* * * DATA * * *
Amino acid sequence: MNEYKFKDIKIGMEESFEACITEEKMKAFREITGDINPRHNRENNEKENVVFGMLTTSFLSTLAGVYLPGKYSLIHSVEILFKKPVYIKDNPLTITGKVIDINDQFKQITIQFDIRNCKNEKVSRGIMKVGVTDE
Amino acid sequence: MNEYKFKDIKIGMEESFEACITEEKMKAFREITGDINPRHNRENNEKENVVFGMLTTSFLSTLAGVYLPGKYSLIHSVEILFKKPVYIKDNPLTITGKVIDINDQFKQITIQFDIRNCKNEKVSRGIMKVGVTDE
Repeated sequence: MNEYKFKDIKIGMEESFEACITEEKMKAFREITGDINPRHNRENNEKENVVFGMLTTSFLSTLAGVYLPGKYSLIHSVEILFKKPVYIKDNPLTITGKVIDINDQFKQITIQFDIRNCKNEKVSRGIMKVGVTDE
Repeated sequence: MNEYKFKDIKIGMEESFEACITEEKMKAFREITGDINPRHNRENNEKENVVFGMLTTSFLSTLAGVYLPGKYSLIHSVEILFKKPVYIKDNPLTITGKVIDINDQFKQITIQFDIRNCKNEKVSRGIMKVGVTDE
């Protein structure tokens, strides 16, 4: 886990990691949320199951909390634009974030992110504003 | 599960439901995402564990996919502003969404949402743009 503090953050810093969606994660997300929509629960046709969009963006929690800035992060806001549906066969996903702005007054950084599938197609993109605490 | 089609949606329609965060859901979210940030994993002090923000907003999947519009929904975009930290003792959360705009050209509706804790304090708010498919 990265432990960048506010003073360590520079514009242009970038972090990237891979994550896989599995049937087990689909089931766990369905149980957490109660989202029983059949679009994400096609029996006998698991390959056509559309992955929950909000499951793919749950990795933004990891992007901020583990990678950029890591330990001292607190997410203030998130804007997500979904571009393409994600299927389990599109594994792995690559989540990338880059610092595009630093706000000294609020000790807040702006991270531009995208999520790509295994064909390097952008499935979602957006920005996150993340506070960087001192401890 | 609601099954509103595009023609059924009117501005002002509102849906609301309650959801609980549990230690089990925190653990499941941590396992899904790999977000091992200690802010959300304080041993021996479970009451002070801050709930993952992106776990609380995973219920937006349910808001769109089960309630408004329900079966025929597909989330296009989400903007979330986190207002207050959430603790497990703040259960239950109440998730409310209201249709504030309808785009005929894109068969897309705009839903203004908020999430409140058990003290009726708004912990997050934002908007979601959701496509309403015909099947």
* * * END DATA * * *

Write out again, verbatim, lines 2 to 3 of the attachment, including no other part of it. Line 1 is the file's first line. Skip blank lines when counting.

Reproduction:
Amino acid sequence: MNEYKFKDIKIGMEESFEACITEEKMKAFREITGDINPRHNRENNEKENVVFGMLTTSFLSTLAGVYLPGKYSLIHSVEILFKKPVYIKDNPLTITGKVIDINDQFKQITIQFDIRNCKNEKVSRGIMKVGVTDE
Repeated sequence: MNEYKFKDIKIGMEESFEACITEEKMKAFREITGDINPRHNRENNEKENVVFGMLTTSFLSTLAGVYLPGKYSLIHSVEILFKKPVYIKDNPLTITGKVIDINDQFKQITIQFDIRNCKNEKVSRGIMKVGVTDE